Small World: Too big to succeed

 

Henry Precht

Henry Precht

By Henry Precht

BN Columnist

This title is the subject of our discussion for today. Normally, its opposite meaning (“too big to fail”) is applied to the giant banks of New York. It means that their failure would have such widespread consequences that if they collapsed the damage would be too great to tolerate. Therefore, the banks must be either broken up and made smaller or society must be willing to save them with subsidies. That is an argument for another day.

Today, we are concerned with those enterprises that are simply too large to work properly. (Some would say that description applies to the federal government. That, too, will have to wait on another day.) I take for my present text a recent experience with Verizon, my telephone provider in Maryland as it used to be in Bridgton. I begin: The other day, I received my monthly Verizon bill for telephone, TV, wireless and Internet. Its total was about $50 higher than normal. So being retired and disputatious by nature, I telephoned the company. First, one must tolerate a winnowing process in which every possible problem or grievance is summoned by a number to press. Then, a second level of queries and buttons mixed with musical intermissions punctuated by a variety of identifying questions.

Finally, a human voice — Sam, he called himself — is heard, rather sleepy it seemed. (It was, after all, just after lunch.) He has questions that duplicate those previously raised by the recordings. He understands the problem and offers an explanation and fix. I have been charged twice, he says, for my wireless bill. Easy to correct it; just redo the bill. But, alas, he can’t perform that task. He will pass me to the wireless people.

More recorded questions and guidance. Then, a pert young voice comes on and, understanding Sam’s diagnosis, rules that it is incorrect. No duplicate wireless billing. She will pass me on to the “one-bill” people. More recorded instructions followed by the usual musical selection.

A female human voice answers, listens to the problem, calls up my records and rules that I have reached the wrong desk. I am talking, it appears, to another staff member of the wireless department, not the “one-bill” people. She graciously promises to direct my call to the proper recipient.

What do you think? I land back where I had started out — as if I had just picked up the telephone and dialed. Recordings and music, followed eventually by the voice of Daniel (doesn’t use a last name). Well spoken and understands my complaint. Checks my file and says the fault lies in the company’s failure to bill me for wireless in October and catching up with a double billing in November.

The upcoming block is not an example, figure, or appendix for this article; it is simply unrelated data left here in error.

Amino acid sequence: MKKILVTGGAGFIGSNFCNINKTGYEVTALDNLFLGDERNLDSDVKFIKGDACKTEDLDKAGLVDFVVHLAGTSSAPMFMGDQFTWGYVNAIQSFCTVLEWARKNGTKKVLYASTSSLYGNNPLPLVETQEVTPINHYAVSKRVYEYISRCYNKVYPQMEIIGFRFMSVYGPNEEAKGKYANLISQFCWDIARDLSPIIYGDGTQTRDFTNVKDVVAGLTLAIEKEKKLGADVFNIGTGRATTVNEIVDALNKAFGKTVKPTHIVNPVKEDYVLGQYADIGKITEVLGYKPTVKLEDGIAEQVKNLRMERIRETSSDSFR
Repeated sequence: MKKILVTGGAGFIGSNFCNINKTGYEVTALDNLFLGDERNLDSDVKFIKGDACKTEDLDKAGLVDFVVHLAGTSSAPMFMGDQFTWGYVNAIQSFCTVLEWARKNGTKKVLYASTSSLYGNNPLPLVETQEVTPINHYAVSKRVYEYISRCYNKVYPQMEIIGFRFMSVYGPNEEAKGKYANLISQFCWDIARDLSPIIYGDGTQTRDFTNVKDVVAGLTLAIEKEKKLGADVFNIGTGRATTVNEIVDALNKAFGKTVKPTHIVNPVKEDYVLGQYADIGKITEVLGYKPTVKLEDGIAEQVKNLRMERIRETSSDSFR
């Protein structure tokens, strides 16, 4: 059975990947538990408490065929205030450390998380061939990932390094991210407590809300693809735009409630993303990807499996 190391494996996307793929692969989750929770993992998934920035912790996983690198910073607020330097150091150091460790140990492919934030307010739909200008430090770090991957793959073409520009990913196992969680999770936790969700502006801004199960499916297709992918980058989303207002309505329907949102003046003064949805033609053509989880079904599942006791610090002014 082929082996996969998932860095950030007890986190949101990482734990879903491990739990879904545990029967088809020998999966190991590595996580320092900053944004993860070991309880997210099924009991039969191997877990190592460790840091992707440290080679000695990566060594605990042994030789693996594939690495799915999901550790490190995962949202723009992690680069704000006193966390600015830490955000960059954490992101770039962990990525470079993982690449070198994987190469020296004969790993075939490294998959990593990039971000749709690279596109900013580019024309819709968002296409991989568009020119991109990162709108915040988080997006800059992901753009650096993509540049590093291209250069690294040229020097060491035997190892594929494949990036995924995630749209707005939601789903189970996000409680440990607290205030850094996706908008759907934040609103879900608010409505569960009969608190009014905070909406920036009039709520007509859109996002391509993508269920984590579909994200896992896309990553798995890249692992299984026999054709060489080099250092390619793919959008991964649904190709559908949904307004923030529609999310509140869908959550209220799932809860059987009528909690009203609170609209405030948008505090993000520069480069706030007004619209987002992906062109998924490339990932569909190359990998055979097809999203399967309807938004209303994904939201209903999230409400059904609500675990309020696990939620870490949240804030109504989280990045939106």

I am now mentally numb from the time spent — just short of one hour — on the telephone. I ask that a supervisor telephone me. Daniel says he will set that in motion and takes time out to write a report. We part company. I wait.

In this Verizon-less vacant time, I reflect. Last summer in Bridgton, I called Fairpoint to complain that my Internet was operating slowly and sporadically. Within one half-hour, a technician arrived, made some adjustment to the line and the problem disappeared. Smaller company than Verizon.

I reflect further: Two summers ago, our Sears hot water heater developed a small leak. Informed, the company sent a technician who confirmed the opinion. A new heater was in order as the warranty was still in effect. Then began a telephone siege that made Verizon appear a paragon of efficiency. Untold conversations with some central officer and two in Maine and New Hampshire. It appeared that the model prescribed was available only in New Hampshire, but they could not deliver over a state line or install or some such reasoning. Finally, with the help of a kind neighbor with a van, we picked up the heater and a local plumber set it up.

“What do you do with your time?” people ask me. “I do battle against the forces of bigness and inertia,” I reply. I am losing both the battles and the war.

Henry Precht, a retired Foreign Service Officer, is still waiting for the Verizon supervisor’s call.

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